Mind that the maximum drawing speed is not only limited by the software setting, but also by how much processor time the plug-in gets. If you run heavy background tasks or stretch the display all over the screen, playback may become slow and irregular. Run the plug-in in full screen mode for optimum performance.

Version 2.0 is a major rewrite of the plug-in. The drawing routines have been converted from the archaic QuickDraw to OpenGL. This was necessary to make the plug-in compatible with OS X Leopard, but it has a lot of nice side efects. The quality of the display is improved and the drawing speed is much more stable. Moreover, it allows to do more fancy things, for instance scrolling the whole image (and more). The only drawback is that a recent graphics card is required to get similar maximum drawing speeds as with the older version. On older Macs which can't run Leopard anyway, I recommend using version 1.2.1 because the new version won't even be able to run at 'normal' speed.

Note 1: SpectroGraph runs extremely slow in iTunes 10.0. It runs faster in iTunes 10.0.1 and newer, but the maximum speed is still limited to about one third of what would be required to view all detail in the spectrogram. There's nothing I can do about this, iTunes 10 has a built-in limit on how many chunks of spectrum data it can deliver per second. If you want SpectroGraph to run fast, reinstall or do not upgrade from iTunes 9 unless you really need any of iTunes 10's new functionality. Or, ask Apple to either drop the data frame rate limit or at least increase it to 180 frames per second. You can also file a bug report and refer to bug #8393710.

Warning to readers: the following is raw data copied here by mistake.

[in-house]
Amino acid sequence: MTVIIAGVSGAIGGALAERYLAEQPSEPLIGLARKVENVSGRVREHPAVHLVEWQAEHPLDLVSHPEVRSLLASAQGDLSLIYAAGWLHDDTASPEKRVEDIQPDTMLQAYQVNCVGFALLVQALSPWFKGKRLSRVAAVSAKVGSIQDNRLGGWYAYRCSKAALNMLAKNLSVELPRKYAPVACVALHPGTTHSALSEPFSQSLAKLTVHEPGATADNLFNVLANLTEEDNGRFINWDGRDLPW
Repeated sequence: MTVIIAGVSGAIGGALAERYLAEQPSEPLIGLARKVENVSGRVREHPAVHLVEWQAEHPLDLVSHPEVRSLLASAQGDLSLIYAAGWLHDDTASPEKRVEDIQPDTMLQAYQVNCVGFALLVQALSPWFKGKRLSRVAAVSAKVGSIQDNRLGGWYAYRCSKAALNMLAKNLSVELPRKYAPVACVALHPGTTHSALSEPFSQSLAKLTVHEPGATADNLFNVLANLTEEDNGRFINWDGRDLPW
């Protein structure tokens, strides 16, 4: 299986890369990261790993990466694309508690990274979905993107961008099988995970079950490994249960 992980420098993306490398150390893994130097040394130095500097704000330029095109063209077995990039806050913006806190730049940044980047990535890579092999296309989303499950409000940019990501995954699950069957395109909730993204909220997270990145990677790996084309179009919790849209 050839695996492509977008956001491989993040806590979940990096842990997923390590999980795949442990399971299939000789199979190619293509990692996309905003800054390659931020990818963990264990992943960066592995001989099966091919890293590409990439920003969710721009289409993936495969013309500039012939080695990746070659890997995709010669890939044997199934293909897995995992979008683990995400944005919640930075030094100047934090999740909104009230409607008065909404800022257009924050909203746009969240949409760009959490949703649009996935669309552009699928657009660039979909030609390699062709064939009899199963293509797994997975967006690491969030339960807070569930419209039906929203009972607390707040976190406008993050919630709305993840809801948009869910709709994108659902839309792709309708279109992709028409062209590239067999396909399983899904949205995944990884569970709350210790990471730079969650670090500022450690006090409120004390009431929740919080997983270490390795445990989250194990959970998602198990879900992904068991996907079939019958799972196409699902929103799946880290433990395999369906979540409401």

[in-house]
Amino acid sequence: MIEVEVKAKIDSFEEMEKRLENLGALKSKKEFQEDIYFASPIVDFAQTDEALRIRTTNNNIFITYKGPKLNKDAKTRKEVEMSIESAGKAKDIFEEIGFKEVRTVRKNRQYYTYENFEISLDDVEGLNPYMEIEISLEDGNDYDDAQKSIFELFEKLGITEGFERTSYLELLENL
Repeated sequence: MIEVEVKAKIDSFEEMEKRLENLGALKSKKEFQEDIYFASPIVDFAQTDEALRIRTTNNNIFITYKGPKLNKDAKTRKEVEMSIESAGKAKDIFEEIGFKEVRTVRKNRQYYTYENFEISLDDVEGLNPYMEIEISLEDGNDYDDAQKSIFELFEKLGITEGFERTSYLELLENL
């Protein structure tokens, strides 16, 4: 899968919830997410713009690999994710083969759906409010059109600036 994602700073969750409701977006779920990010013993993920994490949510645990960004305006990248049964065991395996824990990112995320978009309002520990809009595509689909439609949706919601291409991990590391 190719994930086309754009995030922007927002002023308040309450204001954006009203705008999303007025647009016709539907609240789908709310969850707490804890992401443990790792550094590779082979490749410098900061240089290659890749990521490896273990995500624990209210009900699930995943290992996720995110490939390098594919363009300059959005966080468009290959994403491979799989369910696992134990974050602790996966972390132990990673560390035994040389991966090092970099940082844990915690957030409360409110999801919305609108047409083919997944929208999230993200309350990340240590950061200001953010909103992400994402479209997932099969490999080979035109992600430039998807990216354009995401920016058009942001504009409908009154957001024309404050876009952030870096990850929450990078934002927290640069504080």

Note 2: the plug-in will display nothing if a file is played which is not MP3, AAC, or uncompressed audio. This is a ‘feature’ of iTunes, and it's also the case with all other visual plug-ins (they might display something, but will not react to the music). If you want the visual plug-ins to react to other files too, the only thing you can do is ask Apple and hope they'll listen. By the way, the equalizer, audio enhancer and sound check features also do not work for other formats, so you might want to ask to fix that too while you're at it.

Download

Mac Universal Download SpectroGraph 2.0 (Gzip archive, 99KiB)

The download includes an mp3 file which will produce an interesting result when viewed with the plug-in!